Cycling club preps for road race in Ky.

As Timothy Shotts, president of the SIUC Cycling Club, trains for a late-February race, the power to endure has proven to be just as important as wearing a helmet.

Shotts, a senior from Springfield studying architecture, has been the club’s president for the past year. With only eight members, the club’s membership count does not reflect its competitive drive.

Members of the club will compete in the 25- to 75-mile Lindsey Wilson Road Race Feb. 26-27. The rain-or-shine collegiate race is hosted by Lindsey Wilson College in Columbia, Ky., with a route that offers scenic views and steep hills. The cyclists will go head-to-head with scholarship teams that have more members.

Shotts said that members participate in early morning spin classes at the Recreation Center and also bike distances as far as the Makanda Boardwalk in efforts to prepare for the race.

“You definitely feel the burn,” Shotts said. “We have a small team, but we hope to make a good showing in Kentucky.”

Early morning workouts, sprints and strength training are all key components to building the endurance necessary for the sport, he said.

Shotts, a competitive cyclist for 12 years, got his start as a high school cross country runner, a background that he said is well-suited for a cyclist.

Tim Shotts, a junior from Rochester studying architecture, is president and one of eight members of the cycling club. On Feb. 25 and 26, the cycling club will travel to Columbia, Ky., to compete in Lindsey Wilson College’s Road Race Weekend. The event features three race classes: a 75-mile race, a 50-mile race and a 25-mile race. Pat Sutphin | Daily Egyptian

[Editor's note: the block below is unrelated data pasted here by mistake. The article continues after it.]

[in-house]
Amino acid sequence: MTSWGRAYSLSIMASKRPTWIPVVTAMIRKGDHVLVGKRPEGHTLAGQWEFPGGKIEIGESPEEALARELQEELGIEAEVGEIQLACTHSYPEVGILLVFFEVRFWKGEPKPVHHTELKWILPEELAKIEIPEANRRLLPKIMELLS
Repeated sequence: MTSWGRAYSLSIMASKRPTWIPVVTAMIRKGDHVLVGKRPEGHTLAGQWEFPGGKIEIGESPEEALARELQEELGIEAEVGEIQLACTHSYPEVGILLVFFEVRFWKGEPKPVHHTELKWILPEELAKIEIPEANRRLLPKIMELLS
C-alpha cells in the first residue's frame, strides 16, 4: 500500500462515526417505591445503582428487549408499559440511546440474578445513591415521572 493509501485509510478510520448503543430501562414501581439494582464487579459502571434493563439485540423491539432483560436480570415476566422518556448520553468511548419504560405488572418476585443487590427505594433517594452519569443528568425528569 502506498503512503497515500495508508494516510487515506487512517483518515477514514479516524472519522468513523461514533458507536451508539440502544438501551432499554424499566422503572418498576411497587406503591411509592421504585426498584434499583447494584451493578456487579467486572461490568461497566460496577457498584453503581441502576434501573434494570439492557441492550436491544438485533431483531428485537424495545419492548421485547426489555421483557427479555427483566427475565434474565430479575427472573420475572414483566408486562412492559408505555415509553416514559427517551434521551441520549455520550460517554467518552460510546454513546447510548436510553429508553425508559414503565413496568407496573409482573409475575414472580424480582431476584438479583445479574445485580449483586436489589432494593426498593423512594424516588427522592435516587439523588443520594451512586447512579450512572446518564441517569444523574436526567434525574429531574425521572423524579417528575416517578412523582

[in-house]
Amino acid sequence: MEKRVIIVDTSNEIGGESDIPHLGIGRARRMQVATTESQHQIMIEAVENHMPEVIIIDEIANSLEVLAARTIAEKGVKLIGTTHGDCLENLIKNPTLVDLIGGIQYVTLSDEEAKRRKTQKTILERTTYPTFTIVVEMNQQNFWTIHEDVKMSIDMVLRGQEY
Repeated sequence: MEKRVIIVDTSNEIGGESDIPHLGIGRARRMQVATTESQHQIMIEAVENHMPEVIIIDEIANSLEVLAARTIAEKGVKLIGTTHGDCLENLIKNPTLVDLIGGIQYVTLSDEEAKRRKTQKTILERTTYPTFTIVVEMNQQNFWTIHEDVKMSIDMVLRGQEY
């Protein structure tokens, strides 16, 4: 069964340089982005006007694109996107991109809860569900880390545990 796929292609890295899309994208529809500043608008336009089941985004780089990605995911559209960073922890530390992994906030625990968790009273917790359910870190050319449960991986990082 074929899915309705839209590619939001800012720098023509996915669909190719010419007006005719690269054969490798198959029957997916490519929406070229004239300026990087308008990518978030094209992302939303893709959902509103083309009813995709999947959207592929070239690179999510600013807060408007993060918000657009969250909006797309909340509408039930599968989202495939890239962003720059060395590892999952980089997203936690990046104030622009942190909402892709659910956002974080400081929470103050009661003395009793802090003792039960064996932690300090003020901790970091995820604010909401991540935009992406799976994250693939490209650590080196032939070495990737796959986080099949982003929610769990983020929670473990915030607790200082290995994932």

The group also uses resources around the area to help them prepare.

Ray Trotta, a level 2 cycling coach out of Chicago, said he is just one person who has offered his services to the club free of charge.

“I can assist riders with development of training plans, strength programs as well as nutritional support,” Trotta said.

Shotts said cyclists must stay hydrated and ensure that they have the proper amount of carbohydrates in their system.

Ryan Grumberg, a graduate student in philosophy from Carbondale and mechanic at the Bike Surgeon, stressed the need for a good tune-up before a long ride, but also said race bikes normally have smaller problems.

“High-end race bikes tend to have smaller nuance problems,” he said. “Race prep needs fine-tuning, and every bolt needs attention.”

The Cycling Club is open to students, faculty and staff, regardless of experience. The club meets the first Monday of every month at 6 p.m. in the lobby of Morris Library.

 

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About Caleb Motsinger

Caleb Motsinger can be reached at cmotsinger@dailyegyptian.com or 536-3311 ext. 269.

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